Troubles continue to mount for HealthSouth Corp., as the House Energy and Commerce Committee on Tuesday opened an investigation into accounting irregularities and possible Medicare and Medicaid billing fraud at the rehabilitation and ambulatory surgery center giant.
In a Tuesday letter to acting HealthSouth Chairman Joel Gordon, committee leadership compares recent revelations and allegations of massive accounting trickery at HealthSouth to the scandals that have rocked Enron Corp., WorldCom, Global Crossing and Qwest Communications International.
The company stands accused of overstating earnings by $2.5 billion since 1997, and 10 former executives have admitted to wrongdoing. The Securities and Exchange Commission has accused recently ousted HealthSouth Chairman and CEO Richard Scrushy of insider trading.
In light of recent court filings and company statements, "it appears that HealthSouth has now joined this list of companies and will undertake a massive restatement of reported revenues and earnings spanning several years due to fraudulent accounting practices," the letter says.
Energy and Commerce leadership also says that the Birmingham, Ala.-based company "may have submitted hundreds of thousands of claims for reimbursement to Medicare and Medicaid based on improper billing of certain rehabilitative therapy claims." The letter cites evidence collected by Blue Cross and Blue Shield of Alabama, the CMS billing intermediary in HealthSouth's home state.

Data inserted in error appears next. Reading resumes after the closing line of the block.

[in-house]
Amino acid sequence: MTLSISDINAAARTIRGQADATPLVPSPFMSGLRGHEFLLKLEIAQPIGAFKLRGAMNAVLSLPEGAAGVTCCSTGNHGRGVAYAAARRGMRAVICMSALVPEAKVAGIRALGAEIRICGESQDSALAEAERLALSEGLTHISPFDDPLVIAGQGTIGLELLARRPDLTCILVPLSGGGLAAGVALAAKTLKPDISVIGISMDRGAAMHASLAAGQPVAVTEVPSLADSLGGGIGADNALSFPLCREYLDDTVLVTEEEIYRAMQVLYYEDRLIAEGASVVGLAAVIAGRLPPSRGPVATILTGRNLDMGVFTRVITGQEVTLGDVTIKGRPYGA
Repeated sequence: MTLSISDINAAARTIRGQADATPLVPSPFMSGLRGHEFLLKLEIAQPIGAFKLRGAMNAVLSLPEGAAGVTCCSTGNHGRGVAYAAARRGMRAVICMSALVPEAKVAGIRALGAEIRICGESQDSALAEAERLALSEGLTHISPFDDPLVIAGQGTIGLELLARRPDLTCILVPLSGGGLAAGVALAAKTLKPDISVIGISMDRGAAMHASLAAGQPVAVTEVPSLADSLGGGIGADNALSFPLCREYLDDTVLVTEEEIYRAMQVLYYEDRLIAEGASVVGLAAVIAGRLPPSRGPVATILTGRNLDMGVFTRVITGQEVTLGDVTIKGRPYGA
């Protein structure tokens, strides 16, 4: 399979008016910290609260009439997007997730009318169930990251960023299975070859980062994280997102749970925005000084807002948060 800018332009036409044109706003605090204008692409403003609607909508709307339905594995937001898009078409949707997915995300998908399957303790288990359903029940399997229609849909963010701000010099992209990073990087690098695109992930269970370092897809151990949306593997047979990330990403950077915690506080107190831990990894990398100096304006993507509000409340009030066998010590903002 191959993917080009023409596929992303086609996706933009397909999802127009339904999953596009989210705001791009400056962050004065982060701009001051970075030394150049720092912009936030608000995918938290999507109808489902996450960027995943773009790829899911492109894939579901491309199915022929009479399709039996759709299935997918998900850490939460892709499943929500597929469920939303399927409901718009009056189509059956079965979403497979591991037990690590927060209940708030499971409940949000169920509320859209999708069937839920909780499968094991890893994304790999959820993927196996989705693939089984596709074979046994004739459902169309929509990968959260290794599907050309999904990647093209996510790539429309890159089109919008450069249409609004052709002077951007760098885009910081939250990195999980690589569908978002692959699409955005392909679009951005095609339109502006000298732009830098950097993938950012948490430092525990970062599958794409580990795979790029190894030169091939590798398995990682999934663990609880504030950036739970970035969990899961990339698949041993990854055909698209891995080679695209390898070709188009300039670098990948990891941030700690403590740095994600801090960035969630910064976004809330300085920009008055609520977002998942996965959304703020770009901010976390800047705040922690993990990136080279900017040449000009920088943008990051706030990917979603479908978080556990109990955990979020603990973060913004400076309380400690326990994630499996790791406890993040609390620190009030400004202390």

HealthSouth settled a Medicare fraud lawsuit in 2001 with federal officials, but CMS issued a directive in May 2002 telling HealthSouth to alter its billing practices. According to the House panel, Alabama Blues found that 50% of the claims it studied did not have the mandatory physician's plan of care.
A Blues spokesperson was not immediately available for comment.
The letter is signed by committee Chairman Billy Tauzin (R-La.), ranking minority member John Dingell (D-Mich.) and Subcommittee on Oversight and Investigations leaders James Greenwood (R-Pa.) and Peter Deutsch (D-Fla.). The four sent a similar, though shorter, document to James Turley, chairman of accounting firm Ernst & Young, HealthSouth's independent auditor.
The congressmen ask HealthSouth to turn over 29 key pieces of information, including records related to Scrushy's other business relationships, the identities of all members of the so-called HealthSouth "family" who allegedly conspired to cook the books, and a summary of the status of a federal whistleblower suit pending against the company in San Antonio.
Ernst & Young is asked to respond to 21 separate requests about its dealings with HealthSouth.
The committee wants all the evidence by May 6.